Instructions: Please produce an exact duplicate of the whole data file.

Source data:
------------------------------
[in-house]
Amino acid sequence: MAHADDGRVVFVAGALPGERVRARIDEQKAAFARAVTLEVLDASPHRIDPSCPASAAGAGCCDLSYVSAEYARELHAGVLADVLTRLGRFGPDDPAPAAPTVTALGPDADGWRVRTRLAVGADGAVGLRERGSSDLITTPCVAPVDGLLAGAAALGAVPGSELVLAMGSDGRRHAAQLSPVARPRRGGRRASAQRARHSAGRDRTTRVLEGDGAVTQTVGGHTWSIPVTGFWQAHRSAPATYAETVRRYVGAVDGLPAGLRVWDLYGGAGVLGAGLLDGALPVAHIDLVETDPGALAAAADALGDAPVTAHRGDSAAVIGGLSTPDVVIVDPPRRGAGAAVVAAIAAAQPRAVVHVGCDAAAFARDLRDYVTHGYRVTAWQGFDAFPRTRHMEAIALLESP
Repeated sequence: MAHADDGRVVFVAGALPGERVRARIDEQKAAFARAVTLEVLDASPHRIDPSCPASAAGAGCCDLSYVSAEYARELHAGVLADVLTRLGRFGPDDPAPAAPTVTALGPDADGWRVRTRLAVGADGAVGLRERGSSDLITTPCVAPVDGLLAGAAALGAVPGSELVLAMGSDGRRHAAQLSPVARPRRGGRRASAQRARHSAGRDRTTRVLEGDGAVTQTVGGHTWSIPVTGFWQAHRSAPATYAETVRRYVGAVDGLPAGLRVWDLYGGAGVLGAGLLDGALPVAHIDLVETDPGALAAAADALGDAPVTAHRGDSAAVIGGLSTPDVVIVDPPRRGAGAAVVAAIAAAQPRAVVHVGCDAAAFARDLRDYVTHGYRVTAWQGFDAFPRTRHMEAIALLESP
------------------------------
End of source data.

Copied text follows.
[in-house]
Amino acid sequence: MAHADDGRVVFVAGALPGERVRARIDEQKAAFARAVTLEVLDASPHRIDPSCPASAAGAGCCDLSYVSAEYARELHAGVLADVLTRLGRFGPDDPAPAAPTVTALGPDADGWRVRTRLAVGADGAVGLRERGSSDLITTPCVAPVDGLLAGAAALGAVPGSELVLAMGSDGRRHAAQLSPVARPRRGGRRASAQRARHSAGRDRTTRVLEGDGAVTQTVGGHTWSIPVTGFWQAHRSAPATYAETVRRYVGAVDGLPAGLRVWDLYGGAGVLGAGLLDGALPVAHIDLVETDPGALAAAADALGDAPVTAHRGDSAAVIGGLSTPDVVIVDPPRRGAGAAVVAAIAAAQPRAVVHVGCDAAAFARDLRDYVTHGYRVTAWQGFDAFPRTRHMEAIALLESP
Repeated sequence: MAHADDGRVVFVAGALPGERVRARIDEQKAAFARAVTLEVLDASPHRIDPSCPASAAGAGCCDLSYVSAEYARELHAGVLADVLTRLGRFGPDDPAPAAPTVTALGPDADGWRVRTRLAVGADGAVGLRERGSSDLITTPCVAPVDGLLAGAAALGAVPGSELVLAMGSDGRRHAAQLSPVARPRRGGRRASAQRARHSAGRDRTTRVLEGDGAVTQTVGGHTWSIPVTGFWQAHRSAPATYAETVRRYVGAVDGLPAGLRVWDLYGGAGVLGAGLLDGALPVAHIDLVETDPGALAAAADALGDAPVTAHRGDSAAVIGGLSTPDVVIVDPPRRGAGAAVVAAIAAAQPRAVVHVGCDAAAFARDLRDYVTHGYRVTAWQGFDAFPRTRHMEAIALLESP